Have you ever started a contract tasked with overseeing a project and leading some of the client’s employees, only to have no authority whatsoever over those people? It’s a common scenario for IT contractors, especially Project Managers. You’re accountable for a project and are required to motivate individuals to complete tasks on time and to specific standards, but have no official pull over them.
Leading without authority is no simple task, but there are strategies to master it. Here are five tips to consider next time you’re stuck managing a team in the capacity of an independent contractor:
1. Accept That You’re Not the Boss
You must come to terms with the fact that, no matter how much it feels like it, you are not the boss. You have no official authority and cannot dole out consequences, so don’t act like a tough manager. Instead, you’re a leader. Provide logical reasons for why tasks need to be done a certain way and explain the natural consequences of what will happen if they’re not (ex. the project will fall behind). The team does not need a micromanager dictating how to do every little thing, but rather an expert who understands the situation and can clearly communicate the objectives and outcomes.
2. Communicate Regularly
Speaking of communication, that is the next key to leading with no authority. Communication is a two-way system and it needs to happen regularly and positively. While you may lead the conversation, ensure that you are not completely driving it and others have a chance to speak. This is how you can ensure the team is all on the same page and following the same goals. You can work together to set expectations and make agreements on when/how work will be completed. When these are created as a team, they are more likely to be adhered to.
3. Lead by Example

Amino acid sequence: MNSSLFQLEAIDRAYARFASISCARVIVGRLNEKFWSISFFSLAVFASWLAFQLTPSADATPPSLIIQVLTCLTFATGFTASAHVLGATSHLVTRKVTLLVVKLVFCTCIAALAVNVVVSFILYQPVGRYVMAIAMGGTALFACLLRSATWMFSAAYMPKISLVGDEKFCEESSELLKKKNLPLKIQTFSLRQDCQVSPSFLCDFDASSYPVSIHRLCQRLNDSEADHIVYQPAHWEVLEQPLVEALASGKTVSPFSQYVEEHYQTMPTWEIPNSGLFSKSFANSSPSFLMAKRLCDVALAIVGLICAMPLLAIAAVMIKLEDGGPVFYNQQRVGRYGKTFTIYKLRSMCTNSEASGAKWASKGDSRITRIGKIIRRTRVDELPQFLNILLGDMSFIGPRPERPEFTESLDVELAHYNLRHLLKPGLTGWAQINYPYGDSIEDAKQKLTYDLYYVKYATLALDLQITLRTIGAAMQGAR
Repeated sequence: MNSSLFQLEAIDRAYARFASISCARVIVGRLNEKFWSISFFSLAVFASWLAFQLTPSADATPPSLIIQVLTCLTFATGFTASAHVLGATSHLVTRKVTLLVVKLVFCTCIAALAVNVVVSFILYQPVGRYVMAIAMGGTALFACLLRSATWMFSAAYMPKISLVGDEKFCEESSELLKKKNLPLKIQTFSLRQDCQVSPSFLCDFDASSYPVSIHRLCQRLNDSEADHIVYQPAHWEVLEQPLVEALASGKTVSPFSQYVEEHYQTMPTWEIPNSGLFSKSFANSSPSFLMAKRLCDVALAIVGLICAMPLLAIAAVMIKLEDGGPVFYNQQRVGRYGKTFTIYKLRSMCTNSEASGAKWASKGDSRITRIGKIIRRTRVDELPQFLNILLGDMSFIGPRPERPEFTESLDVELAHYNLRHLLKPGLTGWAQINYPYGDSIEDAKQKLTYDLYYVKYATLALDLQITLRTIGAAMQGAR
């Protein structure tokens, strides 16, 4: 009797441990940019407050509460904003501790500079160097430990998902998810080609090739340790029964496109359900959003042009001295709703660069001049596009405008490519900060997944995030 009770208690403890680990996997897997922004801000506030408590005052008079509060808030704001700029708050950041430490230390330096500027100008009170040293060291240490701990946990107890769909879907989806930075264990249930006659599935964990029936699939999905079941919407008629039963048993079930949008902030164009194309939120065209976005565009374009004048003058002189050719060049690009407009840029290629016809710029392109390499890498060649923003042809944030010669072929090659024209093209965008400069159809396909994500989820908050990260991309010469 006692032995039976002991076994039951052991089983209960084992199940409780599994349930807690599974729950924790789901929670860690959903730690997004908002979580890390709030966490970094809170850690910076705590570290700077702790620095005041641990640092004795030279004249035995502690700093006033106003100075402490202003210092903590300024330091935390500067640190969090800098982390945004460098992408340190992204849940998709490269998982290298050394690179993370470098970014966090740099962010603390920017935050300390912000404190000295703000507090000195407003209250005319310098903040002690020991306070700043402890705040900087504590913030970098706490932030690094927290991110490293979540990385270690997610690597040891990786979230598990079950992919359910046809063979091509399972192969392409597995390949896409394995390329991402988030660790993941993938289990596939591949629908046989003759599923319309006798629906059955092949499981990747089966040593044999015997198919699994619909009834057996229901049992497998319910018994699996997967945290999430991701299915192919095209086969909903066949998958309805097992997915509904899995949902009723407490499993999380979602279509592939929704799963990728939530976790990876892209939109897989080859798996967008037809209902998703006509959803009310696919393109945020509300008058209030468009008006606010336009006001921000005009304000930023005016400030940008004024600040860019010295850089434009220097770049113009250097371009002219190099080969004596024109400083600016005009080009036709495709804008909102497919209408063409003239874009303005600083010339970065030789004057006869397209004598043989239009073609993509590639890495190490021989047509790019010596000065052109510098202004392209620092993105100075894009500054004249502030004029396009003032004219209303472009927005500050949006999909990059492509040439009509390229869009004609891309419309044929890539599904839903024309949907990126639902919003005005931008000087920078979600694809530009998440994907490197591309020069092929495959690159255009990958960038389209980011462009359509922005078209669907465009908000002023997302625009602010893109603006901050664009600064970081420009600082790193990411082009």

Actions speak louder than words and if you want people to follow and listen to you, you need them to trust you. It’s important to take action and show that you’re as committed to the project as they are and working just as hard. On top of that, offer to help your team when they’re backed up or going through a crisis.
4. Be Humble
Your extensive credentials and massive amount of experience compared to other members on the team is irrelevant… at least to them. While it is alright (and necessary) to demonstrate your qualifications, there is no reason to regularly remind people. It’s important to publicly thank people, give credit where credit is due and, most importantly, recognize when people are smarter than you.
5. Get Ahead of the Negative People
Regardless of how much you follow tips 1-4, you are going to end up here at #5, dealing with the negative person who resents you and refuses to respect your position and your efforts. The good news is, if the person is openly resisting you, it’s often a sign that they care about the project. Embrace this individual’s passion but don’t let them waste your time. If somebody has no desire to work with you, do the minimum you need to with them, and work closer with those who are willing to work as a team. When you meet with your client, you can discuss the performance of the employee and develop a way to better engage them.
Leading is not an easy task in any role, and when you have no authority, it is a completely different challenge. As an independent contractor, you must remember that employees have invested themselves into the organization and the project. They are passionate and want to know it is going to work. When you display that you want to work with them, towards the same common goal, leading starts to get much easier.